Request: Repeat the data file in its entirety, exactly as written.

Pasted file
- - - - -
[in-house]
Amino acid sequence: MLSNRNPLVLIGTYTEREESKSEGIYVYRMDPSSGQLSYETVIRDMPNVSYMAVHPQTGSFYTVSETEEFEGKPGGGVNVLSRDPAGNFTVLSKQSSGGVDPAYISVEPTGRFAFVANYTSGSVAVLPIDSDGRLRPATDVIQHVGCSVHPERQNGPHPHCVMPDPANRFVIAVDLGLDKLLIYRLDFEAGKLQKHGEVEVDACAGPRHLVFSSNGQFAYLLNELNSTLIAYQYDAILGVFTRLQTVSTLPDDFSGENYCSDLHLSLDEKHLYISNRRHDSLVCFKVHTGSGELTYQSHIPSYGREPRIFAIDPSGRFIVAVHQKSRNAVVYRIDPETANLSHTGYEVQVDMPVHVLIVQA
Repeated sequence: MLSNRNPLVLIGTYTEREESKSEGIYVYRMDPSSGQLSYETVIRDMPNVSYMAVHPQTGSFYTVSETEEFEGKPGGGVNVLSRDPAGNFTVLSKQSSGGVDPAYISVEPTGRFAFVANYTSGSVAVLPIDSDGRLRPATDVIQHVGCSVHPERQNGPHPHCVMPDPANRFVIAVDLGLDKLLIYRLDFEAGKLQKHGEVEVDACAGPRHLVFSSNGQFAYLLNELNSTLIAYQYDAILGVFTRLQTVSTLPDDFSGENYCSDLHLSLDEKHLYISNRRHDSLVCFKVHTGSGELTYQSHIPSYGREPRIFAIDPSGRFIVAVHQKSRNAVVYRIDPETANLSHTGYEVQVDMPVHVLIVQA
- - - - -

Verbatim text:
[in-house]
Amino acid sequence: MLSNRNPLVLIGTYTEREESKSEGIYVYRMDPSSGQLSYETVIRDMPNVSYMAVHPQTGSFYTVSETEEFEGKPGGGVNVLSRDPAGNFTVLSKQSSGGVDPAYISVEPTGRFAFVANYTSGSVAVLPIDSDGRLRPATDVIQHVGCSVHPERQNGPHPHCVMPDPANRFVIAVDLGLDKLLIYRLDFEAGKLQKHGEVEVDACAGPRHLVFSSNGQFAYLLNELNSTLIAYQYDAILGVFTRLQTVSTLPDDFSGENYCSDLHLSLDEKHLYISNRRHDSLVCFKVHTGSGELTYQSHIPSYGREPRIFAIDPSGRFIVAVHQKSRNAVVYRIDPETANLSHTGYEVQVDMPVHVLIVQA
Repeated sequence: MLSNRNPLVLIGTYTEREESKSEGIYVYRMDPSSGQLSYETVIRDMPNVSYMAVHPQTGSFYTVSETEEFEGKPGGGVNVLSRDPAGNFTVLSKQSSGGVDPAYISVEPTGRFAFVANYTSGSVAVLPIDSDGRLRPATDVIQHVGCSVHPERQNGPHPHCVMPDPANRFVIAVDLGLDKLLIYRLDFEAGKLQKHGEVEVDACAGPRHLVFSSNGQFAYLLNELNSTLIAYQYDAILGVFTRLQTVSTLPDDFSGENYCSDLHLSLDEKHLYISNRRHDSLVCFKVHTGSGELTYQSHIPSYGREPRIFAIDPSGRFIVAVHQKSRNAVVYRIDPETANLSHTGYEVQVDMPVHVLIVQA